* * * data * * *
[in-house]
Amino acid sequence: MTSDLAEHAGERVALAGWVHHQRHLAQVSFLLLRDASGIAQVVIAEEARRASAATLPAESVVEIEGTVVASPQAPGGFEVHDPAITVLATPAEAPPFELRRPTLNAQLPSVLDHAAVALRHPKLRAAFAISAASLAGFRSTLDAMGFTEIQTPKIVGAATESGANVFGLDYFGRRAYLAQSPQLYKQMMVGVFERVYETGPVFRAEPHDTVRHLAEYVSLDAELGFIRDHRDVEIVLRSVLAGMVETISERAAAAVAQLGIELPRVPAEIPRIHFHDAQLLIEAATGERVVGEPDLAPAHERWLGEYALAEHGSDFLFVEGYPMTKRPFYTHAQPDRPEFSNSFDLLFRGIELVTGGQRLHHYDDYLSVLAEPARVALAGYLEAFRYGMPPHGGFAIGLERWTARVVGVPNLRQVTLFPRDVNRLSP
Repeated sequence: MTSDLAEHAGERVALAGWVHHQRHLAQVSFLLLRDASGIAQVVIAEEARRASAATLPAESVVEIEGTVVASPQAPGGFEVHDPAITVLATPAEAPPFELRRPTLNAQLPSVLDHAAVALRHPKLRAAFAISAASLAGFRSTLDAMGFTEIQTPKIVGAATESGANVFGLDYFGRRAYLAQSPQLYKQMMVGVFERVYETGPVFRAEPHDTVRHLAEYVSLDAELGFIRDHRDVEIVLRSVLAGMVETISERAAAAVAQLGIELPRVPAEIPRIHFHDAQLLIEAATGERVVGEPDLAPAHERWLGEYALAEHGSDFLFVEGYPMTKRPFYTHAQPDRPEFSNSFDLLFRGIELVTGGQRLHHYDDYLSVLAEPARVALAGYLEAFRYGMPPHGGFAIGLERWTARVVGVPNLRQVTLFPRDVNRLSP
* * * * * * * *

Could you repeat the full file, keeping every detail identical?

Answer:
[in-house]
Amino acid sequence: MTSDLAEHAGERVALAGWVHHQRHLAQVSFLLLRDASGIAQVVIAEEARRASAATLPAESVVEIEGTVVASPQAPGGFEVHDPAITVLATPAEAPPFELRRPTLNAQLPSVLDHAAVALRHPKLRAAFAISAASLAGFRSTLDAMGFTEIQTPKIVGAATESGANVFGLDYFGRRAYLAQSPQLYKQMMVGVFERVYETGPVFRAEPHDTVRHLAEYVSLDAELGFIRDHRDVEIVLRSVLAGMVETISERAAAAVAQLGIELPRVPAEIPRIHFHDAQLLIEAATGERVVGEPDLAPAHERWLGEYALAEHGSDFLFVEGYPMTKRPFYTHAQPDRPEFSNSFDLLFRGIELVTGGQRLHHYDDYLSVLAEPARVALAGYLEAFRYGMPPHGGFAIGLERWTARVVGVPNLRQVTLFPRDVNRLSP
Repeated sequence: MTSDLAEHAGERVALAGWVHHQRHLAQVSFLLLRDASGIAQVVIAEEARRASAATLPAESVVEIEGTVVASPQAPGGFEVHDPAITVLATPAEAPPFELRRPTLNAQLPSVLDHAAVALRHPKLRAAFAISAASLAGFRSTLDAMGFTEIQTPKIVGAATESGANVFGLDYFGRRAYLAQSPQLYKQMMVGVFERVYETGPVFRAEPHDTVRHLAEYVSLDAELGFIRDHRDVEIVLRSVLAGMVETISERAAAAVAQLGIELPRVPAEIPRIHFHDAQLLIEAATGERVVGEPDLAPAHERWLGEYALAEHGSDFLFVEGYPMTKRPFYTHAQPDRPEFSNSFDLLFRGIELVTGGQRLHHYDDYLSVLAEPARVALAGYLEAFRYGMPPHGGFAIGLERWTARVVGVPNLRQVTLFPRDVNRLSP